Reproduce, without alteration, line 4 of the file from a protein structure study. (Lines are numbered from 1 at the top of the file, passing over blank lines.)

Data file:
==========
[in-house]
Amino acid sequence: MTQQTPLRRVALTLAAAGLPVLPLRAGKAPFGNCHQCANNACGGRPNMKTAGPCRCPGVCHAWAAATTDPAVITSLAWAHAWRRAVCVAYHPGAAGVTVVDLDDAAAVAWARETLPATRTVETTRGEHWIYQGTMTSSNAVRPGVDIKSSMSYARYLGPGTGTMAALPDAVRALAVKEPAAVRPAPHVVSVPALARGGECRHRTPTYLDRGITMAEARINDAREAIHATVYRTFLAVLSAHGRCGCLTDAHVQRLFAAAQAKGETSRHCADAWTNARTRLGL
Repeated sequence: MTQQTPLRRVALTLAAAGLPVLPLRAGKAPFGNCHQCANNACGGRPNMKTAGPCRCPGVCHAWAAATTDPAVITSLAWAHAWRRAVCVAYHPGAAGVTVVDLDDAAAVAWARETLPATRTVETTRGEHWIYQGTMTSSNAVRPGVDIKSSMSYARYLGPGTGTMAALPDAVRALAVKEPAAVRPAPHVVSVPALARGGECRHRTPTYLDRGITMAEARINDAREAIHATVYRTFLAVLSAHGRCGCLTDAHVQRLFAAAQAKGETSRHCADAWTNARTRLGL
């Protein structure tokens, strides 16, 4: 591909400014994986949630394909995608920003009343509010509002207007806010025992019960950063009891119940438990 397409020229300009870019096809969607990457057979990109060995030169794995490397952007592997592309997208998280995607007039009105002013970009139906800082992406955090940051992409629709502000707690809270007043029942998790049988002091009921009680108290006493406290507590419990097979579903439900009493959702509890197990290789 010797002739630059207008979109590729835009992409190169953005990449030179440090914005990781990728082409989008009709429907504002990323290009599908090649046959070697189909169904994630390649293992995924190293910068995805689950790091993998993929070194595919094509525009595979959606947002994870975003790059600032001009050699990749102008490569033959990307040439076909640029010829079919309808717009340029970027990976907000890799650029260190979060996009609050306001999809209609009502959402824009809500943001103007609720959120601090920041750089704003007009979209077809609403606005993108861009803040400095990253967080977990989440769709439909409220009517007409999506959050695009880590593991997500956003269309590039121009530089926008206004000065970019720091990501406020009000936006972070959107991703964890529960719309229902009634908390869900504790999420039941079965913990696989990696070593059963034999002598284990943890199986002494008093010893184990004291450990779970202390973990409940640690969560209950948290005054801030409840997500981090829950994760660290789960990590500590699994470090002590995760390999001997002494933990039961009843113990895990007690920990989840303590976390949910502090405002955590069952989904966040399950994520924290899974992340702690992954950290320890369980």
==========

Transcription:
């Protein structure tokens, strides 16, 4: 591909400014994986949630394909995608920003009343509010509002207007806010025992019960950063009891119940438990 397409020229300009870019096809969607990457057979990109060995030169794995490397952007592997592309997208998280995607007039009105002013970009139906800082992406955090940051992409629709502000707690809270007043029942998790049988002091009921009680108290006493406290507590419990097979579903439900009493959702509890197990290789 010797002739630059207008979109590729835009992409190169953005990449030179440090914005990781990728082409989008009709429907504002990323290009599908090649046959070697189909169904994630390649293992995924190293910068995805689950790091993998993929070194595919094509525009595979959606947002994870975003790059600032001009050699990749102008490569033959990307040439076909640029010829079919309808717009340029970027990976907000890799650029260190979060996009609050306001999809209609009502959402824009809500943001103007609720959120601090920041750089704003007009979209077809609403606005993108861009803040400095990253967080977990989440769709439909409220009517007409999506959050695009880590593991997500956003269309590039121009530089926008206004000065970019720091990501406020009000936006972070959107991703964890529960719309229902009634908390869900504790999420039941079965913990696989990696070593059963034999002598284990943890199986002494008093010893184990004291450990779970202390973990409940640690969560209950948290005054801030409840997500981090829950994760660290789960990590500590699994470090002590995760390999001997002494933990039961009843113990895990007690920990989840303590976390949910502090405002955590069952989904966040399950994520924290899974992340702690992954950290320890369980």